Santos-Lobato, Bruno L.
Pinheiro, Lucas Cesar
Batalhao, Marcelo E.
Pimentel, Angela V.
Del-Bel, Elaine A.
Número total de Autores: 8
Afiliação do(s) autor(es):
 Univ Sao Paulo, Ribeirao Preto Med Sch, Dept Neurosci & Behav Sci, Ave Bandeirantes 3900, BR-14049900 Ribeirao Preto, SP - Brazil
 Fed Univ Para, Expt Neuropathol Lab, Belem, Para - Brazil
 Univ Sao Paulo, Fac Odontol Ribeirao Preto, Dept Basic & Oral Biol, Ribeirao Preto, SP - Brazil
 Univ Sao Paulo, Nursing Sch Ribeirao Preto, Ribeirao Preto, SP - Brazil
Número total de Afiliações: 4
Tipo de documento:
JOURNAL OF NEURAL TRANSMISSION;
Citações Web of Science:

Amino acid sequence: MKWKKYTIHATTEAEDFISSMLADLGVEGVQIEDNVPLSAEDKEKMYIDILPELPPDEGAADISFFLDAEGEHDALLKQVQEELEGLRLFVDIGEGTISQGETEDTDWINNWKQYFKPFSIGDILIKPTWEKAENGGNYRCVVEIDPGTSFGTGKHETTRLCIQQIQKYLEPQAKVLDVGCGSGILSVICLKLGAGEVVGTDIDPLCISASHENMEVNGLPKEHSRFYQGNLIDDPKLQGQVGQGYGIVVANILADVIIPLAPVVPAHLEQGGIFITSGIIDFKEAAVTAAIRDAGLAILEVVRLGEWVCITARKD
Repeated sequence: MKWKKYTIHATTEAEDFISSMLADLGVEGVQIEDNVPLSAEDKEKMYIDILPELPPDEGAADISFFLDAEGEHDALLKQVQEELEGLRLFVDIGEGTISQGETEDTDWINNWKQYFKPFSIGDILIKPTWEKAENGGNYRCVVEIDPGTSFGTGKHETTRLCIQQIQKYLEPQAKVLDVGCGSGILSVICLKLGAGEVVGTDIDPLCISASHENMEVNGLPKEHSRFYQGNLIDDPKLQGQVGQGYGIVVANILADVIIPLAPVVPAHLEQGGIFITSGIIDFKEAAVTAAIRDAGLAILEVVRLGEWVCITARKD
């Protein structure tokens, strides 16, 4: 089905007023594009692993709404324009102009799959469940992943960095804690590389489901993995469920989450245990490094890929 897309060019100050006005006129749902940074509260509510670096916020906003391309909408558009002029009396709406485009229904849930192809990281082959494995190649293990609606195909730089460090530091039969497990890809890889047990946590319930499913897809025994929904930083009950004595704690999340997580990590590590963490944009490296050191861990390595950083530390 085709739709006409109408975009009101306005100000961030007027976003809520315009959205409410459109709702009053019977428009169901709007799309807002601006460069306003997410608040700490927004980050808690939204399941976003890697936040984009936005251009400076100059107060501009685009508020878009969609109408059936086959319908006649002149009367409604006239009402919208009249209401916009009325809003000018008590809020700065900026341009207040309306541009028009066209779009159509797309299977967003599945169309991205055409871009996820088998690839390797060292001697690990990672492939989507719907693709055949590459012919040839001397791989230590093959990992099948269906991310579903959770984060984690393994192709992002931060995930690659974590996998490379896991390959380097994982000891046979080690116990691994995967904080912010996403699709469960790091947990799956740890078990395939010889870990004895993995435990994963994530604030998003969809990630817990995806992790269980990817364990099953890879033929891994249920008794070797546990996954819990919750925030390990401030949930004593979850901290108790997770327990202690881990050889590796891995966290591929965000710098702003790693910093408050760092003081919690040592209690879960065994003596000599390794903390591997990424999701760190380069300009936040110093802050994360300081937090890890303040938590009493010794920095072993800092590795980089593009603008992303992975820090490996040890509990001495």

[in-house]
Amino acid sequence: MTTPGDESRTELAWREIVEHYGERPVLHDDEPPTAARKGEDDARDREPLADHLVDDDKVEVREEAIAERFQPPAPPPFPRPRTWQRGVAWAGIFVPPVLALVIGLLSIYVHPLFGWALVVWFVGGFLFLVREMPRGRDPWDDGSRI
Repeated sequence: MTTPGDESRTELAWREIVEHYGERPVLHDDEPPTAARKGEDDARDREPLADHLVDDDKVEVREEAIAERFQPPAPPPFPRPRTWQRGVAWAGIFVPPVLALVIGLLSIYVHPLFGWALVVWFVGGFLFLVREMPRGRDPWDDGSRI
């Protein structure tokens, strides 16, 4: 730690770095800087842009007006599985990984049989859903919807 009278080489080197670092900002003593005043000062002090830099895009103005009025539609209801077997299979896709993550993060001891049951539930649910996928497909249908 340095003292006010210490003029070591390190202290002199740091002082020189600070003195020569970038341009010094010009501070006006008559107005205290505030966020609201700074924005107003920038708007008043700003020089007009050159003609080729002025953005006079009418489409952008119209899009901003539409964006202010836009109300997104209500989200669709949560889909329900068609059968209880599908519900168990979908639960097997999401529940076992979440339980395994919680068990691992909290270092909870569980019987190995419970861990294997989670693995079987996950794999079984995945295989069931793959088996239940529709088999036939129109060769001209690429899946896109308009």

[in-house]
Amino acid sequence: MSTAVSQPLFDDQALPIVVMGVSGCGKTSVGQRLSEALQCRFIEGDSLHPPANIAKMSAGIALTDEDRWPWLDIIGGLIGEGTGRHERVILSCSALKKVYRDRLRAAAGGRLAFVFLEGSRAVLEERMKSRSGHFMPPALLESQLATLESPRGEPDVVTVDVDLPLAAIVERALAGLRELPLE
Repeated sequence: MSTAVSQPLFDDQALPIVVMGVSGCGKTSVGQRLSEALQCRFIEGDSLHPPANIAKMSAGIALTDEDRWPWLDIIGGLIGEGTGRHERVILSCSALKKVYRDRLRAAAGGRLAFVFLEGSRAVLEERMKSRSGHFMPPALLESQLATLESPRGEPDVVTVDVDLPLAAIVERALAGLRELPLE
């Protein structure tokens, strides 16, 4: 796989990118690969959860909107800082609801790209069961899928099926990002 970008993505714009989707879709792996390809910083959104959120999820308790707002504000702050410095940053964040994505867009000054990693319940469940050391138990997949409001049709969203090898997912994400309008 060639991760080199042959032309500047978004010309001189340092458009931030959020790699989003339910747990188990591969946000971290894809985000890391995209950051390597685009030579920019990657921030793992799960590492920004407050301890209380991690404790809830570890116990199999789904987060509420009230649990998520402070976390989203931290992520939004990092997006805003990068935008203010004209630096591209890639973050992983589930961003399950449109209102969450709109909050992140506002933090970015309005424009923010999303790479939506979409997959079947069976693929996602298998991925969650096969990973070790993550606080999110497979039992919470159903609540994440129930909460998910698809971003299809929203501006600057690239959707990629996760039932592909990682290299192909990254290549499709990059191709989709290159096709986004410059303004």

Levodopa-induced dyskinesia (LID) is a common complication of Parkinson's disease (PD) therapy. Nitric oxide in the central nervous system may have a role in its pathophysiology. The present work investigates plasma and CSF levels of nitric oxide metabolites nitrite and nitrate in patients with PD, LID, and healthy control. We measured plasma and CSF nitrite and nitrate levels in patients with PD with and without LID and in healthy controls. The levels of plasma and CSF nitrite and nitrate were measured by ozone-based chemiluminescence. Sixty-seven participants were enrolled. CSF nitrite levels in patients with PD and LID were higher than in patients with PD without LID and healthy controls. CSF/plasma ratio of nitrite was higher in patients with PD and LID than in patients with PD without LID. The CSF/plasma ratio of nitrite in patients with PD and LID was higher than 1, indicating an intrathecal production of NO in patients with this motor complication. There was an increase in nitrate levels of CSF and CSF/plasma ratio of nitrate in patients with PD and LID compared to the healthy controls. Sex, age at evaluation, disease duration, and levodopa equivalent daily doses, as well as processing and storage time, did not critically influence these results. The present study demonstrated an increase in nitrite and nitrate levels in the central nervous system of patients with PD and LID. This finding strengthens the role of NO on LID pathophysiology. (AU)